Russian occupation in Ukraine raises questions on energy

The consequences of Russia's decision to move troops into the Ukraine's Crimea region after the ousting of former Ukrainian President Viktor Yanukovich have begun to emerge, potentially affecting future energy agreements and the trade relationships of both countries.

As tensions continue to mount on the heels of Crimea's parliament voting to join Russia on Thursday and defiantly setting a referendum for March 16, questions are being raised as to what impact the crisis will have on the stability and future of the region’s energy.

Jiri Dienstbier, a Social Democrat in the Czech Republic and minister for human rights, recently voiced opposition to Russia's current bid to lead the expansion of the Temelin nuclear power project, which could total more than $10 billion, Reuters reported.

"Personally, I cannot imagine that Russians will continue to take part in the tender to expand Temelin because a country that uses military aggression in foreign policy is a security risk for the Czech Republic as well," said Dienstbier.

The Ukraine has also begun steps to reinforce its nuclear power plants, expressing in a letter to the International Atomic Energy Agency (IAEA) it was taking the action because of "a grave threat to the security" of the country posed by the Russian military, said the source.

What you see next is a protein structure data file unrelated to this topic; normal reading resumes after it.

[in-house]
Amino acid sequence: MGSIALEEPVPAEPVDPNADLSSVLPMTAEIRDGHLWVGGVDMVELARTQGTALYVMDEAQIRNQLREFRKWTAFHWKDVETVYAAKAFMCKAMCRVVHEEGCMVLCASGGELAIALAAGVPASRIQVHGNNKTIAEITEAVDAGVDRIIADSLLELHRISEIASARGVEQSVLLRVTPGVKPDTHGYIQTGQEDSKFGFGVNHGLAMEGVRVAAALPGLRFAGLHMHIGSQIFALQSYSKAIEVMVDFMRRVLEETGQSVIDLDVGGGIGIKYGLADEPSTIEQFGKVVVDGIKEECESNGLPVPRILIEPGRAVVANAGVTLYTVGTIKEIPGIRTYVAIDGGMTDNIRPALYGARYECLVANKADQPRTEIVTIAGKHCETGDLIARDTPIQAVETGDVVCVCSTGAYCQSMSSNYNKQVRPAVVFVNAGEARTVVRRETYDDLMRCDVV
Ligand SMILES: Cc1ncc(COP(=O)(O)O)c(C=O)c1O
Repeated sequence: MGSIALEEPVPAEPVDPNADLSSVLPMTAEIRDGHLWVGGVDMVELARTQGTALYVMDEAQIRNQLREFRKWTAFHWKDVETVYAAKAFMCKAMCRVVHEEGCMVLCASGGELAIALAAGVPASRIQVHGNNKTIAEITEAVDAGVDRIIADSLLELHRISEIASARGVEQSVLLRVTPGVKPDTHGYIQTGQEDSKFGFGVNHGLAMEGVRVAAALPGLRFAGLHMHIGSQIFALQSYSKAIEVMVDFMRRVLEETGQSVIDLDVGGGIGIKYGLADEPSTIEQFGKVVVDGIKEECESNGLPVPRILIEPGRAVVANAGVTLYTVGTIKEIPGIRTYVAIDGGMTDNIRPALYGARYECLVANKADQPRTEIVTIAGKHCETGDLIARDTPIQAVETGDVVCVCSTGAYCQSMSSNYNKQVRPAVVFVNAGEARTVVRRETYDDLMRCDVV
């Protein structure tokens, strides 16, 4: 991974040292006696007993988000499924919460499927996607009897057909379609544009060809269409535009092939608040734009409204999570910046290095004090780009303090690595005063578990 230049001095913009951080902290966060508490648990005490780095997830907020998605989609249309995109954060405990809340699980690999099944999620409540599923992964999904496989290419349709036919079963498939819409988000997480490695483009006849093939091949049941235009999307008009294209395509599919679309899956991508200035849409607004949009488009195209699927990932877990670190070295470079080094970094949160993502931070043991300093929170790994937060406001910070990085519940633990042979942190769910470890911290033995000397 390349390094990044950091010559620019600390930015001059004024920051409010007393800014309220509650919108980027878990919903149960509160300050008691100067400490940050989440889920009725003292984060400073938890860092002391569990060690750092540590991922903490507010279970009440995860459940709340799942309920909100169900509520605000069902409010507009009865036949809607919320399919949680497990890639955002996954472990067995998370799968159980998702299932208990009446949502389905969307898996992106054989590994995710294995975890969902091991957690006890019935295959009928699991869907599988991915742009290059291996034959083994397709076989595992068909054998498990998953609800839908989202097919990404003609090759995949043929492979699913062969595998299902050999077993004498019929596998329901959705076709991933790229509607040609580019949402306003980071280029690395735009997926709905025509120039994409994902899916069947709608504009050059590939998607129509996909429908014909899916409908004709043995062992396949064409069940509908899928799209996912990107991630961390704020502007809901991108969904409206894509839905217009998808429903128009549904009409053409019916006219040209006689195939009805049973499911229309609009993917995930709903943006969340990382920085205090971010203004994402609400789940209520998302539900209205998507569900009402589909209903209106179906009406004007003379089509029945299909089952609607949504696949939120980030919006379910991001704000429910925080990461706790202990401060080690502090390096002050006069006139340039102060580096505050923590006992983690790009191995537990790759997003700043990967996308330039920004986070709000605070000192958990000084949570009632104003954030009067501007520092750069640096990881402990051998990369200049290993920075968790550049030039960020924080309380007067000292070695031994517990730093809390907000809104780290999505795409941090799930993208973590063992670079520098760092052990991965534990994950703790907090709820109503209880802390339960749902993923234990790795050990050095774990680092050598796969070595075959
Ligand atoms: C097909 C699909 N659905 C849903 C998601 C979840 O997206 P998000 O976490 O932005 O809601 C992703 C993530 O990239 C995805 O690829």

News outlets are also reporting Russia's assets - from the Ruble to stocks and bonds - are falling significantly as a consequence of the nation's aggressions in the Ukraine. The value of the Ruble dropped to record lows, down 2 percent to 36.41 against the dollar as well as declining 1.2 percent against the euro this past week. Russia's central bank's most important lending rate jumped to 7 percent from 5.5 percent, citing increasingly volatile financial markets and risk of inflation.

Meanwhile, the U.S. and Europe have begun to follow through, to different degrees, on promises to impose sanctions against Russia in an effort to exert pressure on the country to withdraw its military occupation of Crimea.

However, it remains to be seen how far the U.S. and Europe are willing to go as stiffer sanctions could prove problematic for all sides. Russia serves as a major producer of oil and gas products, with Europe heavily reliant on imports.

Moscow-based Gazprom announced it would cut off its price discount for natural gas supplies to Ukraine by April after its neighbor did not pay its debt for gas deliveries in February, with its total debt to Gazprom reaching $2 billion in total.

In response, Ukraine said it would reduce its natural gas imports from Russia and offset this decline with supplies from Europe. Energy Minister Yuri Prodan brought up the possibility of receiving one-third of its natural gas imports from Slovakia. However, Prodan noted gas imports from Slovakia have not been possible in the past.

Ukraine is expected to import nearly 30 billion cubic meters of gas this year to meet energy demands.

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